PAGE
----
References

Laurila, Jouko, et al. "Acute acalculous cholecystitis in critically ill patients."Acta anaesthesiologica scandinavica 48.8 (2004): 986-991.

Wang, Ay-Jiun, et al. "Clinical predictors of severe gallbladder complications in acute acalculous cholecystitis." Heart 1500 (2003): 8.

Boland, Giles W., et al. "Percutaneous cholecystostomy in critically ill patients: early response and final outcome in 82 patients." American Journal of Roentgenology 163.2 (1994): 339-342.

Kalliafas, Stavros, et al. "Acute acalculous cholecystitis: incidence, risk factors, diagnosis, and outcome.The American surgeon 64.5 (1998): 471-475.

Huffman, Jason L., and Steven Schenker. "Acute acalculous cholecystitis: a review." Clinical Gastroenterology and Hepatology 8.1 (2010): 15-22.

Middleton, G. W., and J. H. Williams. "Diagnostic accuracy of 99Tcm-HIDA with cholecystokinin and gallbladder ejection fraction in acalculous gallbladder disease." Nuclear medicine communications 22.6 (2001): 657-661.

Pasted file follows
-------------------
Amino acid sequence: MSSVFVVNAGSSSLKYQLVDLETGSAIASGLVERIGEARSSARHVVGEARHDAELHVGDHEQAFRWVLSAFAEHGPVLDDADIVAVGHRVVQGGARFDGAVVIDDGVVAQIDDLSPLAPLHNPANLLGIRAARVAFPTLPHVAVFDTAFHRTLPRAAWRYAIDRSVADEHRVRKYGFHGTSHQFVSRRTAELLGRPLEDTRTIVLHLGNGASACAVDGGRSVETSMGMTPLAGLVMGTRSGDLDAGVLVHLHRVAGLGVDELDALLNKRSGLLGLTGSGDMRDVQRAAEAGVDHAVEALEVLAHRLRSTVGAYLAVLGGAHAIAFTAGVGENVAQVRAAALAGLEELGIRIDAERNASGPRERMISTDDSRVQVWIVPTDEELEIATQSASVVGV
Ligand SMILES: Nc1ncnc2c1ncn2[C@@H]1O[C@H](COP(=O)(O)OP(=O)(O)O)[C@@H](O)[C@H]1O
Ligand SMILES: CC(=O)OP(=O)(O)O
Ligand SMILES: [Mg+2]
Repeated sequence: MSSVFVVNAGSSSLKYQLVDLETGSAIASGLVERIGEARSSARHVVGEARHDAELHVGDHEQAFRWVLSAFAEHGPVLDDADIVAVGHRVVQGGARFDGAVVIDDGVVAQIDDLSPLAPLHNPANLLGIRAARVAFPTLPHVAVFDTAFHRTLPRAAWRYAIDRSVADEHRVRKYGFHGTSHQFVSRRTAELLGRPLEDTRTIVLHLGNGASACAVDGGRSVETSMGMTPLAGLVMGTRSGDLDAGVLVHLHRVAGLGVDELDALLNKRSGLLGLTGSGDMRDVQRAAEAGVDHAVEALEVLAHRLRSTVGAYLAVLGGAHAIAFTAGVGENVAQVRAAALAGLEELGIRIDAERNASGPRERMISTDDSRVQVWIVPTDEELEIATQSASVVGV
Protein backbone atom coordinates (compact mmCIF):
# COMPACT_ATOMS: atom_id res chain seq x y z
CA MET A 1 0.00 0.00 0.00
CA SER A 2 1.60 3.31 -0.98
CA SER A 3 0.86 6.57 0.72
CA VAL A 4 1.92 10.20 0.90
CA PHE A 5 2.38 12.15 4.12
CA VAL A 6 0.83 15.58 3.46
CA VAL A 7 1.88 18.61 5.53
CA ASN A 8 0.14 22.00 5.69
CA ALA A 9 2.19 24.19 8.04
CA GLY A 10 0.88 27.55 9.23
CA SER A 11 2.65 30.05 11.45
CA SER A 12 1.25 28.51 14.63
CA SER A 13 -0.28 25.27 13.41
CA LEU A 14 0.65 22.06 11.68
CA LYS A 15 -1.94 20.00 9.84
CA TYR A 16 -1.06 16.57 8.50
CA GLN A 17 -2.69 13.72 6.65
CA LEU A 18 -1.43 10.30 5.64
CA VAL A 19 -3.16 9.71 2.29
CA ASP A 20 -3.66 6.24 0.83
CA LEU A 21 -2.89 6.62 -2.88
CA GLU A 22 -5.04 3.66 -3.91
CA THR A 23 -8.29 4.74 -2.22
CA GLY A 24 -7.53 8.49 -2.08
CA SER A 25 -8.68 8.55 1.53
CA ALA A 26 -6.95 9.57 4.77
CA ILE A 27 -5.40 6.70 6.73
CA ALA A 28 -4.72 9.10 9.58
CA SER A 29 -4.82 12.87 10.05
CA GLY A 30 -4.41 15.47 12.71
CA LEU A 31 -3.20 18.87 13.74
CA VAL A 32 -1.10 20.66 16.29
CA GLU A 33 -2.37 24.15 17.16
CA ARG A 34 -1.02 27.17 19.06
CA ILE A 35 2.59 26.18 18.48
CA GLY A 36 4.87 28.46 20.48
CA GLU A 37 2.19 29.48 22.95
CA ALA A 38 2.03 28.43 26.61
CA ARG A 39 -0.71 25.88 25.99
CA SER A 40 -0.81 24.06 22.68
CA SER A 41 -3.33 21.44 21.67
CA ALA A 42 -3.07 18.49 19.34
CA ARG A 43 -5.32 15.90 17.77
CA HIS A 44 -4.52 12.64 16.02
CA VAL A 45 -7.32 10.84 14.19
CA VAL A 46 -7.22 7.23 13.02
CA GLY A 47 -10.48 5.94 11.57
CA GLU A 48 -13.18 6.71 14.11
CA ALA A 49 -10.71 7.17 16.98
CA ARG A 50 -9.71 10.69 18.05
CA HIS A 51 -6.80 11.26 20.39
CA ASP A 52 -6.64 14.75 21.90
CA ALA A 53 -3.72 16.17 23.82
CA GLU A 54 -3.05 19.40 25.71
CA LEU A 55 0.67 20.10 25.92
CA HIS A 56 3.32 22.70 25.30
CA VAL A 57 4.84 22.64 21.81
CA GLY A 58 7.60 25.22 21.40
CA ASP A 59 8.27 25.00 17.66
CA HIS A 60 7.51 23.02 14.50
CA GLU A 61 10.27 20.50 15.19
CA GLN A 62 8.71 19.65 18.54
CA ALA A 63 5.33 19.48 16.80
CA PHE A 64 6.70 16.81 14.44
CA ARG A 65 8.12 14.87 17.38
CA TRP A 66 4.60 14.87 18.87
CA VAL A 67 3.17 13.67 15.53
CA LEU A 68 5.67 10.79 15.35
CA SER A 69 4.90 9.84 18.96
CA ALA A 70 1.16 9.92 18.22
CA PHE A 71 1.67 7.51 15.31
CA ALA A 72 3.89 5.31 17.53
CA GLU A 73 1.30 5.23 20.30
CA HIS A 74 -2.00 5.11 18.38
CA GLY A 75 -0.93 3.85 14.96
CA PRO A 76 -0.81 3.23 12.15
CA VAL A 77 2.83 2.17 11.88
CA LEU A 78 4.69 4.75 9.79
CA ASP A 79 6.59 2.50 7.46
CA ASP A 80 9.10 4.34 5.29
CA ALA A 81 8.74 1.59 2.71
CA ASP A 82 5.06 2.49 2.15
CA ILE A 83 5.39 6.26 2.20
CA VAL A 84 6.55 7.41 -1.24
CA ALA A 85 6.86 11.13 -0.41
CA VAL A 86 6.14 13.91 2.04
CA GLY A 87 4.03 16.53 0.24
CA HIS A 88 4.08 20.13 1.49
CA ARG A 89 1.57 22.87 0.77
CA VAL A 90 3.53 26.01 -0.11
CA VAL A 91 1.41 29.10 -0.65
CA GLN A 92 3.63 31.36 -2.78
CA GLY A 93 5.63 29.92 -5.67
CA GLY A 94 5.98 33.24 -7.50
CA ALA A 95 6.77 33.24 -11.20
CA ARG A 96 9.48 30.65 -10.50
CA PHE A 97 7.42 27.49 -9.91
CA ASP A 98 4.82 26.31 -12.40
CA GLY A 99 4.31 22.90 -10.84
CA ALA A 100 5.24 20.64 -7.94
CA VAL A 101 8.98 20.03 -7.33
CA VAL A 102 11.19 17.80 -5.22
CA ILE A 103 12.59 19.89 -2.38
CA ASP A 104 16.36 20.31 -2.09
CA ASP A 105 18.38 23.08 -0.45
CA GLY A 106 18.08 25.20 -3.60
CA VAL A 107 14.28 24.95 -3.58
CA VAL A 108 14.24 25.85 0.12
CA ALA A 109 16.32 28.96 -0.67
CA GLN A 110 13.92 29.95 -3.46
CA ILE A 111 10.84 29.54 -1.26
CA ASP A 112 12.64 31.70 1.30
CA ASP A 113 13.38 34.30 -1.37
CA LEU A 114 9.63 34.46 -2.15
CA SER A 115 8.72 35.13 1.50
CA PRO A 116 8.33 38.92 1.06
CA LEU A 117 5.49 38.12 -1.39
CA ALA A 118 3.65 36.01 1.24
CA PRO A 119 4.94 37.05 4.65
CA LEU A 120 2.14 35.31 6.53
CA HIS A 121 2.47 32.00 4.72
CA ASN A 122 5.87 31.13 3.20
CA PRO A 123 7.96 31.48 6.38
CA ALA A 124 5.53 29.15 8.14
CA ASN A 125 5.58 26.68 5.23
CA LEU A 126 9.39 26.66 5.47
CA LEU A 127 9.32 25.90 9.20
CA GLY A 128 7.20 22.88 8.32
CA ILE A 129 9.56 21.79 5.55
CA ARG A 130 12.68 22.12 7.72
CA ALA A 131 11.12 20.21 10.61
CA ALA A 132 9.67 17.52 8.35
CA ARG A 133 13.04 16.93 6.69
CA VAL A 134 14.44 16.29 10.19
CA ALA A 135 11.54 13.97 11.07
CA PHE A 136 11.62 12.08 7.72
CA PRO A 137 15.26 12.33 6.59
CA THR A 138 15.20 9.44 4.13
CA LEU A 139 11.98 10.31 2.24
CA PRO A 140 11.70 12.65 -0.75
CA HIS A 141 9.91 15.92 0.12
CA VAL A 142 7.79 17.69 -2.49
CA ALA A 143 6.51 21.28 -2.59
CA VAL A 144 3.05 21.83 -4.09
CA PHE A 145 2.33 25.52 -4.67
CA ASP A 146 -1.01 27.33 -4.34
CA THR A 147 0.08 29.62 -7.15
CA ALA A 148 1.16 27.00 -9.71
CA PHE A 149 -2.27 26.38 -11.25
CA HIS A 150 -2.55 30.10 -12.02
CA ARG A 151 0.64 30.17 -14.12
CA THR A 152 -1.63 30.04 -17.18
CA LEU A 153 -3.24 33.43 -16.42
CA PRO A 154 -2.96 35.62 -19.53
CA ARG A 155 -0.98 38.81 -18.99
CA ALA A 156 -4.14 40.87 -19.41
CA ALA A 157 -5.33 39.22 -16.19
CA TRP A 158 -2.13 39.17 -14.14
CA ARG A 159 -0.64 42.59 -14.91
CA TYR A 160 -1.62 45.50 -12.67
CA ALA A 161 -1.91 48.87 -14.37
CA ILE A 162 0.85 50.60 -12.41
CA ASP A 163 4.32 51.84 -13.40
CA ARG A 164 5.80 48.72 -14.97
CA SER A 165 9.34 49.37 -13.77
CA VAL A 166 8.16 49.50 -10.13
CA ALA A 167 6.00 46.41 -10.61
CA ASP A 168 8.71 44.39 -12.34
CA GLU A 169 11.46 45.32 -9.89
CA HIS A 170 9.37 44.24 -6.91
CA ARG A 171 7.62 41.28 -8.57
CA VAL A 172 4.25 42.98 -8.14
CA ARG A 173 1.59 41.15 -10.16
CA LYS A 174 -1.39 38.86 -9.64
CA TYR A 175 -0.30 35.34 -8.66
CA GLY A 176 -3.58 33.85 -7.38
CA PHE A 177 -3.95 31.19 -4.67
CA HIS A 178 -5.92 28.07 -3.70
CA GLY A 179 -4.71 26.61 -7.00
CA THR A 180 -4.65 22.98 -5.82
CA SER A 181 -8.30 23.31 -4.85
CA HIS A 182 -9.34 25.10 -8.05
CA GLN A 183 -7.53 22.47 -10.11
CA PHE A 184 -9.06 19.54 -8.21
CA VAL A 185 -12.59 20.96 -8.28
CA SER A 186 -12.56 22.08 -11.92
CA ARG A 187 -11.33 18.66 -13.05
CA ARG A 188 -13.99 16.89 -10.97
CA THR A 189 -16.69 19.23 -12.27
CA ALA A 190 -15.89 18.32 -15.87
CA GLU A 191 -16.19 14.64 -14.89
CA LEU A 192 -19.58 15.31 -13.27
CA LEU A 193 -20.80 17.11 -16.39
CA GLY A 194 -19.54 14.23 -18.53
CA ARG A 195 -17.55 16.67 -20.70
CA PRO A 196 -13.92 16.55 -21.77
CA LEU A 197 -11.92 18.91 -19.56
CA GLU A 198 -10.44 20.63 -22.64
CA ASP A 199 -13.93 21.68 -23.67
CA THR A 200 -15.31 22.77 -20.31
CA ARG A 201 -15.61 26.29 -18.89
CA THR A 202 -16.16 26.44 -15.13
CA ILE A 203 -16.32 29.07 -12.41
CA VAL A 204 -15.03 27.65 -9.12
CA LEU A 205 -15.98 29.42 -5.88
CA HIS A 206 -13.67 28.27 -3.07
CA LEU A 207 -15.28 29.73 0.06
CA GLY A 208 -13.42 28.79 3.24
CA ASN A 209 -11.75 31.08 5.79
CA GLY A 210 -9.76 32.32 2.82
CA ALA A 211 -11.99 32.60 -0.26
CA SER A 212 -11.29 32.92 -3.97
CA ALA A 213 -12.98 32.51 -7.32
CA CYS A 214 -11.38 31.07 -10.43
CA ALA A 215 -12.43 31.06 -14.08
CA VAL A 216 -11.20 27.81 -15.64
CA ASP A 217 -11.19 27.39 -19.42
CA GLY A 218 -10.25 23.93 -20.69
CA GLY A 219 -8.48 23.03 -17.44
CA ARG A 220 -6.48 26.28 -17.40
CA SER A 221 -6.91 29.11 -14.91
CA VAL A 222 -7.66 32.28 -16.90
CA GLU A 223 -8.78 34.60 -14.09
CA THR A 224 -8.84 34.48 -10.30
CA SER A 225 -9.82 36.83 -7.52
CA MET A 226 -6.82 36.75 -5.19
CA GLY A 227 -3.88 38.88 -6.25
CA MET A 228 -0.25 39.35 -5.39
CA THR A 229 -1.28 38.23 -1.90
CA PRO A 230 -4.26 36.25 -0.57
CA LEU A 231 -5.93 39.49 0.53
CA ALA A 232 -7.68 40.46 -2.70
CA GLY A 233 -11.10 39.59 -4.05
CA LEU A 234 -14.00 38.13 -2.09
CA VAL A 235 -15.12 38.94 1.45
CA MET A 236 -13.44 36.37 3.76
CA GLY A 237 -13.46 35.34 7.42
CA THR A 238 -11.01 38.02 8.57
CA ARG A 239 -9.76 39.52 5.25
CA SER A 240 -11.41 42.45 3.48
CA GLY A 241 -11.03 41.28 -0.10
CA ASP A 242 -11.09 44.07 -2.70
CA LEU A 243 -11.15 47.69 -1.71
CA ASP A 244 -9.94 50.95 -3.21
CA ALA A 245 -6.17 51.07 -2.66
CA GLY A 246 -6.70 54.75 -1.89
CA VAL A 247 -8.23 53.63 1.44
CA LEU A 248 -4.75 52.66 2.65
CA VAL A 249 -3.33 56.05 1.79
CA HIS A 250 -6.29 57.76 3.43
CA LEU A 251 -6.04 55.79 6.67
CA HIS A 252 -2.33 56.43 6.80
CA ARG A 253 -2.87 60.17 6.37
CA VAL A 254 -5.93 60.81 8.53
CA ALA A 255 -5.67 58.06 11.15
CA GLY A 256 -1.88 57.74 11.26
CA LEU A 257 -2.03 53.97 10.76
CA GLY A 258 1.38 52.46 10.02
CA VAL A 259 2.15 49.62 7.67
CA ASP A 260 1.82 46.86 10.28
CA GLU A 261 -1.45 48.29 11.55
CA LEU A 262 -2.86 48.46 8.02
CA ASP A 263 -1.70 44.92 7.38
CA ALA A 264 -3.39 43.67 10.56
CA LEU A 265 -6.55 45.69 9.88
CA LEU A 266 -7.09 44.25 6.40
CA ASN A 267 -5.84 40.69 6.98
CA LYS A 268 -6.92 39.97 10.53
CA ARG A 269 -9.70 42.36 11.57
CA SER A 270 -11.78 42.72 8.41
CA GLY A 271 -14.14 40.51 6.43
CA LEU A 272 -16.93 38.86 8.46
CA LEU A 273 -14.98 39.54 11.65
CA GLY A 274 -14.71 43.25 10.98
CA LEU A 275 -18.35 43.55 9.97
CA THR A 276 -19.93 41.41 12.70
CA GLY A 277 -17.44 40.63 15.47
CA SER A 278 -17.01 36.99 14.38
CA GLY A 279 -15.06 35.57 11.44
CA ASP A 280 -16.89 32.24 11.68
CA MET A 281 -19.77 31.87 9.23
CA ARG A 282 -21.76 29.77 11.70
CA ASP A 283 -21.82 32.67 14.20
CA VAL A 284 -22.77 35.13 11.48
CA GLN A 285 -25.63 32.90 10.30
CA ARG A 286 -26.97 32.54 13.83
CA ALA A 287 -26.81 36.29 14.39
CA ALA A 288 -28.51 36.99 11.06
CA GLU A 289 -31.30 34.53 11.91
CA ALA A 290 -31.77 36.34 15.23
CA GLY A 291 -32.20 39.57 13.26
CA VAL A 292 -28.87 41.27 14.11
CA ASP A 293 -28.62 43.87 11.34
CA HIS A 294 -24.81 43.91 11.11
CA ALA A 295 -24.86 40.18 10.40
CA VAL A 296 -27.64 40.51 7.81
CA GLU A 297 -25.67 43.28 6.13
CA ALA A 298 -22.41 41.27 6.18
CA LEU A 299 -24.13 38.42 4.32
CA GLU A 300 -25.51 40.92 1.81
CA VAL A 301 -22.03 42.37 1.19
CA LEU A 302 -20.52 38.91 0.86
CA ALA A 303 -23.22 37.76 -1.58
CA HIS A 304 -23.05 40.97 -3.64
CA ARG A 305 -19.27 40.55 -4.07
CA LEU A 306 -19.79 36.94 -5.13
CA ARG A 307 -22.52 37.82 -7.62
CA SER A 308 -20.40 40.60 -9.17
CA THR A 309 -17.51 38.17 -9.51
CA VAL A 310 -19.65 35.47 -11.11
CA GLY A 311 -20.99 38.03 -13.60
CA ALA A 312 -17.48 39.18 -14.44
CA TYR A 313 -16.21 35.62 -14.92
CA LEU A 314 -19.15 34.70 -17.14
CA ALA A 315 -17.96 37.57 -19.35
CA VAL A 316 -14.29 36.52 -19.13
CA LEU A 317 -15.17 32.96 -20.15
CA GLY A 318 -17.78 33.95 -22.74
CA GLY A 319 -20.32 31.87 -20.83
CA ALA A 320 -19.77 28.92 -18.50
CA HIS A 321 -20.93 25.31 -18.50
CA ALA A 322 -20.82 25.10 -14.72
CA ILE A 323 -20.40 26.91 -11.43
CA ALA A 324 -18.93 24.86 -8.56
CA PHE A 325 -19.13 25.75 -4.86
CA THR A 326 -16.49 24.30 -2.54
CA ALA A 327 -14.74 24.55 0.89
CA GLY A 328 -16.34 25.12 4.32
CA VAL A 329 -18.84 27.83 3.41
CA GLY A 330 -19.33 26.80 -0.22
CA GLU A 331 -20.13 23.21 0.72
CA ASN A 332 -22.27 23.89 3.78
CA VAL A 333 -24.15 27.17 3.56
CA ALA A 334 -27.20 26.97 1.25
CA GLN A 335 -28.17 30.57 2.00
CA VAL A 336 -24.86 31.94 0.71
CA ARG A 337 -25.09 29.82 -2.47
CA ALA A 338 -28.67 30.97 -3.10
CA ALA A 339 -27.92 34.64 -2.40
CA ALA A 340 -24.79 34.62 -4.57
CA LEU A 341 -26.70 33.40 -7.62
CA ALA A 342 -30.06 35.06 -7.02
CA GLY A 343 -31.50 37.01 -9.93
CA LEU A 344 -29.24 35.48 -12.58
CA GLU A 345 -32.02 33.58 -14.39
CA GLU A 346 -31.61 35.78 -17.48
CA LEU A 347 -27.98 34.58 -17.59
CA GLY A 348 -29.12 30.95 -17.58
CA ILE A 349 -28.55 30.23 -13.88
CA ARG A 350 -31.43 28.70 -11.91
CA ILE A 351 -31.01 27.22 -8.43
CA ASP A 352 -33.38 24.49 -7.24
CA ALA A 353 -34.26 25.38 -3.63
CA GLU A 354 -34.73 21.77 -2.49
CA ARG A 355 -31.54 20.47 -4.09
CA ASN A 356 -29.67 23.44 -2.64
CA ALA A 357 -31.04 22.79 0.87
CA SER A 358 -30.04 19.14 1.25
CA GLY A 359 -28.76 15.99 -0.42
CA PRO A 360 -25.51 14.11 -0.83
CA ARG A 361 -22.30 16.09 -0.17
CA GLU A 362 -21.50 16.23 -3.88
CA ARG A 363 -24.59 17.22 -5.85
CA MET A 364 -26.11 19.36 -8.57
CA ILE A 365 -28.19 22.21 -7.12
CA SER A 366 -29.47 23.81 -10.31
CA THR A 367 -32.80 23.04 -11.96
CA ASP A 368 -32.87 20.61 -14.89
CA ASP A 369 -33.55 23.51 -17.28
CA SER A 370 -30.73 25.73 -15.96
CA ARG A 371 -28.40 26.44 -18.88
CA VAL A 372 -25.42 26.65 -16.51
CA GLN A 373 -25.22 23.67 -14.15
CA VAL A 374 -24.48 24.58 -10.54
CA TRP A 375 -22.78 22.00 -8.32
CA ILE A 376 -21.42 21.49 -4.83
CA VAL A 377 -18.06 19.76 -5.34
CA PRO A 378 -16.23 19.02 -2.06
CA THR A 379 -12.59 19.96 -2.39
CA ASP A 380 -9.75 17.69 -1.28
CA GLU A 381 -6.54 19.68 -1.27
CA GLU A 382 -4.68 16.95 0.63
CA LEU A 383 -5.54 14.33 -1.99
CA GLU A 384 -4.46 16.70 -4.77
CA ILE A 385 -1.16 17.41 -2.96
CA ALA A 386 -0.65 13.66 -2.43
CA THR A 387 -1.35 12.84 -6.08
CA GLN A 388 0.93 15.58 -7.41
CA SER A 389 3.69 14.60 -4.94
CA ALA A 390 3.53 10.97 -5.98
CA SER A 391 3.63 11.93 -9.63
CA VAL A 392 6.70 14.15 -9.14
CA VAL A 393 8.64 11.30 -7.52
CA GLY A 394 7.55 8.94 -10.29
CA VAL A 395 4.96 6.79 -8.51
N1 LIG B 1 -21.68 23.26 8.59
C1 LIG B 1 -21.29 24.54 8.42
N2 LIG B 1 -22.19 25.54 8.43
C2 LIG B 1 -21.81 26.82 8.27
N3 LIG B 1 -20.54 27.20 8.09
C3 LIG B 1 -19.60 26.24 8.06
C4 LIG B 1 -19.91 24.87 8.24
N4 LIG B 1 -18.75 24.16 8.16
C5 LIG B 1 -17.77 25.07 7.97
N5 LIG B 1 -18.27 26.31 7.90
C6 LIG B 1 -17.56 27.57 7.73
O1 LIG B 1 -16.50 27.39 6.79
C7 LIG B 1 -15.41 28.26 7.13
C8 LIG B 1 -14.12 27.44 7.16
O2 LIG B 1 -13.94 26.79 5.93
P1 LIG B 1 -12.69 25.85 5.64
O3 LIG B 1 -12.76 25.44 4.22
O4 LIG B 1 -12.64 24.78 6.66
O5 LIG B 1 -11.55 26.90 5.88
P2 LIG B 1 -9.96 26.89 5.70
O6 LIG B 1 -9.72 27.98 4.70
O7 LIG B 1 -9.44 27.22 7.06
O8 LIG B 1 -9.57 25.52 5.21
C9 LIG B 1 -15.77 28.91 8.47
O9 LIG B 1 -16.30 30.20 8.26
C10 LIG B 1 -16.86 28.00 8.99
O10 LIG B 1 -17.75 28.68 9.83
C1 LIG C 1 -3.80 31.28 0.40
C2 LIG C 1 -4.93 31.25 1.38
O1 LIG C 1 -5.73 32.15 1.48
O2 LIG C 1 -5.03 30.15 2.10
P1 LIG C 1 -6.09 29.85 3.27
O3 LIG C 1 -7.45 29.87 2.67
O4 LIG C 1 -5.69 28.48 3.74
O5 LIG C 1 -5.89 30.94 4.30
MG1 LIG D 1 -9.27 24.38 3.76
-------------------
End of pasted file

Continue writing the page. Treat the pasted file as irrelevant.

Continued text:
Savoca, PAUL E., et al. "The increasing prevalence of acalculous cholecystitis in outpatients. Results of a 7-year study." Annals of surgery 211.4 (1990): 433.

Gokhale, Shefali M., S. D. Lokare, and Pankaj Nemade. "Role of cholescintigraphy in management of acute acalculous cholecystitis." Indian journal of nuclear medicine: IJNM: the official journal of the Society of Nuclear Medicine, India 27.4 (2012): 231.

Kirkegård, J., et al. "Percutaneous Cholecystostomy is an Effective Definitive Treatment Option for Acute Acalculous Cholecystitis.Scandinavian Journal of Surgery (2015): 1457496914564107.

Zehetner, Joerg, et al. "Percutaneous Cholecystostomy Versus Laparoscopic Cholecystectomy in Patients With Acute Cholecystitis and Failed Conservative Management: A Matched-Pair Analysis." Surgical Laparoscopy Endoscopy & Percutaneous Techniques 24.6 (2014): 523-527.

Ganpathi, Iyer Shridhar, et al. "Acute acalculous cholecystitis: challenging the myths." Hpb 9.2 (2007): 131-134.

Simorov, Anton, et al. "Emergent cholecystostomy is superior to open cholecystectomy in extremely ill patients with acalculous cholecystitis: a large multicenter outcome study." The American Journal of Surgery 206.6 (2013): 935-941.